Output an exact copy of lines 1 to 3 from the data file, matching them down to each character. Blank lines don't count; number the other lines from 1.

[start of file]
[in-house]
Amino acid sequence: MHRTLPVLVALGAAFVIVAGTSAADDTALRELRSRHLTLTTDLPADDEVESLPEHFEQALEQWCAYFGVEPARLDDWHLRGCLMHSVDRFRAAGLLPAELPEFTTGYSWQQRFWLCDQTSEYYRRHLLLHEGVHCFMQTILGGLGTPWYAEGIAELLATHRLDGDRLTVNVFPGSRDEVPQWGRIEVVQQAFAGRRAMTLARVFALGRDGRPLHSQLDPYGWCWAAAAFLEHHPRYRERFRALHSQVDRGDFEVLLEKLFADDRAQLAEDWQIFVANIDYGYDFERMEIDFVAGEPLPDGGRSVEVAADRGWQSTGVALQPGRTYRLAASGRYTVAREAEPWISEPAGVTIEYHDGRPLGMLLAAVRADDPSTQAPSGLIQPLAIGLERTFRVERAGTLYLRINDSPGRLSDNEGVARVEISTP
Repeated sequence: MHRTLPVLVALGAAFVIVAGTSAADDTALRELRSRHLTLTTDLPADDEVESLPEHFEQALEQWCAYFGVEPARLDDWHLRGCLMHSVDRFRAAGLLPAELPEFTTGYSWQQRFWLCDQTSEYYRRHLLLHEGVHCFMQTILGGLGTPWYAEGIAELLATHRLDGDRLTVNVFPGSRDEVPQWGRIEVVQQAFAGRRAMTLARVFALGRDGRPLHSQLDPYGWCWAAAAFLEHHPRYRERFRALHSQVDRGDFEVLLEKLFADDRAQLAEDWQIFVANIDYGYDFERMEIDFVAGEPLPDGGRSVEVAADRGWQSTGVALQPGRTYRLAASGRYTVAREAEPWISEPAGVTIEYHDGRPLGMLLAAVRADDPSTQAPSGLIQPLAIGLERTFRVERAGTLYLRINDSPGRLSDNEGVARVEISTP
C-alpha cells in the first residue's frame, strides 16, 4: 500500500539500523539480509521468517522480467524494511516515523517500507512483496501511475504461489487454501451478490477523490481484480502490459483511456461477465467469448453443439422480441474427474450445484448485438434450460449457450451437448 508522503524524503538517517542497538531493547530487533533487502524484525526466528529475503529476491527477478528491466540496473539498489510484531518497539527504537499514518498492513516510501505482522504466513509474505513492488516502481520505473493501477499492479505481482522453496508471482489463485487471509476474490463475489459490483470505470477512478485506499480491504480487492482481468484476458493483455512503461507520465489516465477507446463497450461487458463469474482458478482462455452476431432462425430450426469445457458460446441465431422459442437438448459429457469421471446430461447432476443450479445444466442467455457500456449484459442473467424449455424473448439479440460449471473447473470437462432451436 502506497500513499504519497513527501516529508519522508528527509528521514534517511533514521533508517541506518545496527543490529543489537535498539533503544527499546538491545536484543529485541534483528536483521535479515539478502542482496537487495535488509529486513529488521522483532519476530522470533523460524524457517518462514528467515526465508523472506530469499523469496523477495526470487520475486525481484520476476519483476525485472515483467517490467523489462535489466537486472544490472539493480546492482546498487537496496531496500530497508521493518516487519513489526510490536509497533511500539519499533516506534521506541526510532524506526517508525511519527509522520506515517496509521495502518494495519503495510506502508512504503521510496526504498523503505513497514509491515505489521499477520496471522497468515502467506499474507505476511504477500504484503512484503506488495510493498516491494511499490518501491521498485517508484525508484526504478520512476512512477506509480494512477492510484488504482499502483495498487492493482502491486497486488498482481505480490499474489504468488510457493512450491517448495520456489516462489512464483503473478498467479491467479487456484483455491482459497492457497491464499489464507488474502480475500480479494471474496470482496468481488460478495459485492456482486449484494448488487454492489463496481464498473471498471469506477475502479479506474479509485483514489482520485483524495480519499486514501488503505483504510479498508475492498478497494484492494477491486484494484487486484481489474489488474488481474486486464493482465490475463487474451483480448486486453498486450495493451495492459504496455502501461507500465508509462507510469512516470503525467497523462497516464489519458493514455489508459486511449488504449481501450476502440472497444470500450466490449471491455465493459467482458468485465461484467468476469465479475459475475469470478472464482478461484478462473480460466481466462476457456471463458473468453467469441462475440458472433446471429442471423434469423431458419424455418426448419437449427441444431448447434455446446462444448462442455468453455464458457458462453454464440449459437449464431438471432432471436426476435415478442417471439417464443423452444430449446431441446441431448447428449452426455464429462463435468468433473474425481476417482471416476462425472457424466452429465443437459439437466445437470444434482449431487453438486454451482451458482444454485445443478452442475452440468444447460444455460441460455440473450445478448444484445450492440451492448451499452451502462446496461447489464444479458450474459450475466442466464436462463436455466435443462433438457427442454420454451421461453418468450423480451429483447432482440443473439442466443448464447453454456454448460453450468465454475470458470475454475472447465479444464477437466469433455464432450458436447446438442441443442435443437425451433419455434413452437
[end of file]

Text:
[in-house]
Amino acid sequence: MHRTLPVLVALGAAFVIVAGTSAADDTALRELRSRHLTLTTDLPADDEVESLPEHFEQALEQWCAYFGVEPARLDDWHLRGCLMHSVDRFRAAGLLPAELPEFTTGYSWQQRFWLCDQTSEYYRRHLLLHEGVHCFMQTILGGLGTPWYAEGIAELLATHRLDGDRLTVNVFPGSRDEVPQWGRIEVVQQAFAGRRAMTLARVFALGRDGRPLHSQLDPYGWCWAAAAFLEHHPRYRERFRALHSQVDRGDFEVLLEKLFADDRAQLAEDWQIFVANIDYGYDFERMEIDFVAGEPLPDGGRSVEVAADRGWQSTGVALQPGRTYRLAASGRYTVAREAEPWISEPAGVTIEYHDGRPLGMLLAAVRADDPSTQAPSGLIQPLAIGLERTFRVERAGTLYLRINDSPGRLSDNEGVARVEISTP
Repeated sequence: MHRTLPVLVALGAAFVIVAGTSAADDTALRELRSRHLTLTTDLPADDEVESLPEHFEQALEQWCAYFGVEPARLDDWHLRGCLMHSVDRFRAAGLLPAELPEFTTGYSWQQRFWLCDQTSEYYRRHLLLHEGVHCFMQTILGGLGTPWYAEGIAELLATHRLDGDRLTVNVFPGSRDEVPQWGRIEVVQQAFAGRRAMTLARVFALGRDGRPLHSQLDPYGWCWAAAAFLEHHPRYRERFRALHSQVDRGDFEVLLEKLFADDRAQLAEDWQIFVANIDYGYDFERMEIDFVAGEPLPDGGRSVEVAADRGWQSTGVALQPGRTYRLAASGRYTVAREAEPWISEPAGVTIEYHDGRPLGMLLAAVRADDPSTQAPSGLIQPLAIGLERTFRVERAGTLYLRINDSPGRLSDNEGVARVEISTP